Last month, developer Almacantar bought two office buildings on the site – One and Two Southbank Place – for £550m, marking one of the largest deals undertaken in the South Bank’s history.

September 1, 2015, 11:55pm
It’s easy to forget how important the River Thames was to London in past centuries. But a trip to The Gun in the city's Docklands will put that straight.
It's a slice of history all right - even Lord Nelson used to drink a pint or two here.
Yet today, the pub is almost in the shadows of the cut and thrust of modern Canary Wharf, and rather than warships, it is banking fortunes that are created locally.
It is a hidden gem, but persistence through the back streets of the Isle of Dogs will be rewarded. On arrival, the pub sign with the cannonball hole through it shows there's a modern twist to The Gun, and a sense of humour that pervades.
Named after the weapon fired to celebrate the opening of the West India Import Docks in 1802, The Gun is steeped in history, from a time when local iron foundries cast guns for the Royal Navy fleet.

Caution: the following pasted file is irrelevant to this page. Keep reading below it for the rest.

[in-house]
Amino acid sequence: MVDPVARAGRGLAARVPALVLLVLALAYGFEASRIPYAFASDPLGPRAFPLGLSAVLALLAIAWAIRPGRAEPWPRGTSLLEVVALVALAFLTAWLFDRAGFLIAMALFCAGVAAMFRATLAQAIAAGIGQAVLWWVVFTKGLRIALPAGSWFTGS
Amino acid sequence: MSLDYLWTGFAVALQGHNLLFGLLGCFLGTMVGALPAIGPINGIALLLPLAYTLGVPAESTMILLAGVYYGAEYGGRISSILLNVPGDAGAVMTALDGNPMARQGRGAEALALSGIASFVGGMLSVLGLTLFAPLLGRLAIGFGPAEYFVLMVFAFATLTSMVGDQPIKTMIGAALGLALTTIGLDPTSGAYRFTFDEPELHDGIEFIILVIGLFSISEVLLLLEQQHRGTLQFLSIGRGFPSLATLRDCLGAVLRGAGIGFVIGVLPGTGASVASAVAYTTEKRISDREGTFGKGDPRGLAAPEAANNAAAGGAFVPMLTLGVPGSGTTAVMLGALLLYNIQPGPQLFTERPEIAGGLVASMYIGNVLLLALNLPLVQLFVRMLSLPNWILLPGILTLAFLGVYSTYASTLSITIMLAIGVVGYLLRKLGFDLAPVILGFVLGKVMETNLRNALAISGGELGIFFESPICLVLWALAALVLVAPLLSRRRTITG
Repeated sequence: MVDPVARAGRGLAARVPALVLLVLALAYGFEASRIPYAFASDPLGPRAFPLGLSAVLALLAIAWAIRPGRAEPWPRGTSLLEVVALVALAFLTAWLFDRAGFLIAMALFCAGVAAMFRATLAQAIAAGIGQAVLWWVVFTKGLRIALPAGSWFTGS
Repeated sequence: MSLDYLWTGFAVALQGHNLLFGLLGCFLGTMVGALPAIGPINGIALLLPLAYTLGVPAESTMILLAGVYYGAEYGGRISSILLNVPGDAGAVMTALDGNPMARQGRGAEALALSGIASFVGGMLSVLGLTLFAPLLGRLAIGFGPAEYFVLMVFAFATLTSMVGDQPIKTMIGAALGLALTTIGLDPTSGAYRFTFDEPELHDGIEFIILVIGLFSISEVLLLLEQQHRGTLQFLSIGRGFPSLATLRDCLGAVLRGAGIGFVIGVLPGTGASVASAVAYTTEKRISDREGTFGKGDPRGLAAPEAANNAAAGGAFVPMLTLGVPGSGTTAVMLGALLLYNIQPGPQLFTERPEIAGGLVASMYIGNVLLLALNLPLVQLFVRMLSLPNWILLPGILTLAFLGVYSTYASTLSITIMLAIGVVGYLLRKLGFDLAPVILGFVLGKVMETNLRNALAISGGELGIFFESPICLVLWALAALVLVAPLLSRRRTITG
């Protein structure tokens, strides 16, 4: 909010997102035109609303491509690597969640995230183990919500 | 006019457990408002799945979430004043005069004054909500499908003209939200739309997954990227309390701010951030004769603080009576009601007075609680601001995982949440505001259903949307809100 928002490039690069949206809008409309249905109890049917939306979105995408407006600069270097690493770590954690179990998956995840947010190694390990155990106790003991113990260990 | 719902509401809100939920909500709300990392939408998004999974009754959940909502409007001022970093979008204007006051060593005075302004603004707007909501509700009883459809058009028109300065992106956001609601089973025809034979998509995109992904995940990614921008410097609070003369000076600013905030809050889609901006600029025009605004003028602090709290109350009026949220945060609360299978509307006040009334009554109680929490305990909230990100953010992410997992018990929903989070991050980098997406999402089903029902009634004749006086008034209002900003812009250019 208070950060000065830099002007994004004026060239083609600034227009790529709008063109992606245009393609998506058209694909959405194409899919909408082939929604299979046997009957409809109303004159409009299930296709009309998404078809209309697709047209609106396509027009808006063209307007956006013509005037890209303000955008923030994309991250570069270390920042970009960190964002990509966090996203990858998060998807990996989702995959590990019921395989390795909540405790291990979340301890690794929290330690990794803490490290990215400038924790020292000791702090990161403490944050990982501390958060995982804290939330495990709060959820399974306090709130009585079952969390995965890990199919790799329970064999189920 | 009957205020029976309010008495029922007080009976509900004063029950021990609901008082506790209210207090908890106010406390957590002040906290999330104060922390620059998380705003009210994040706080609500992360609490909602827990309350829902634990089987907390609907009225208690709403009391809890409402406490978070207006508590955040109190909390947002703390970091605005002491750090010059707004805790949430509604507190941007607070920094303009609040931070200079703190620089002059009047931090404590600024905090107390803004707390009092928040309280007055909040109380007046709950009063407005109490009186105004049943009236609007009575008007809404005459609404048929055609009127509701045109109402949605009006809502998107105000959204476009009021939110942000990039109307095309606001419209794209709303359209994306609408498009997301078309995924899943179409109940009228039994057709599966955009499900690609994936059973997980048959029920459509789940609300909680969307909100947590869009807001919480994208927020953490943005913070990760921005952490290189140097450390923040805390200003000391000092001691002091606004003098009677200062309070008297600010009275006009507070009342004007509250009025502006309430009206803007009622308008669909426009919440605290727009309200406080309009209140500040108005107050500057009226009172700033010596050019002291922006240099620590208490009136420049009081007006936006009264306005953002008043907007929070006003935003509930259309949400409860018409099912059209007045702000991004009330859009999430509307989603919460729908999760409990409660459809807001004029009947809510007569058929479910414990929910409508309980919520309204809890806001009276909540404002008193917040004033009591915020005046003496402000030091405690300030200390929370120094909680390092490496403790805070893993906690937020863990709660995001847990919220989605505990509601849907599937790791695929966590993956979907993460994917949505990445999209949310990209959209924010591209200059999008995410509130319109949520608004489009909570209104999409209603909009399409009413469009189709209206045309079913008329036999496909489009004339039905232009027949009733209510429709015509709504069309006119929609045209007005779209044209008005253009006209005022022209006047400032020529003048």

The listed building itself was badly damaged by fire in 2001, and has been painstakingly restored since.
Quirky and intriguing interior touches include a spy hole on the staircase, used by smugglers to look out for the revenue men, and a dining room ceiling hung with dozens of tankards.
Never mind if history's not your thing, as this is much more than your usual pub.
You can enjoy a perfect pint of Symonds Founder’s Reserve cider in The Terrace as you watch the sun go down over the river and take in a panoramic view over to the North Greenwich peninsula and the O2.
Unsurprisingly tables in The Terrace need to be reserved in advance. 
What makes this pub special is that it has rather an air of romance about it, and in winter months the focus moves from The Terrace to the bar with its snugs and a real fire to sit by.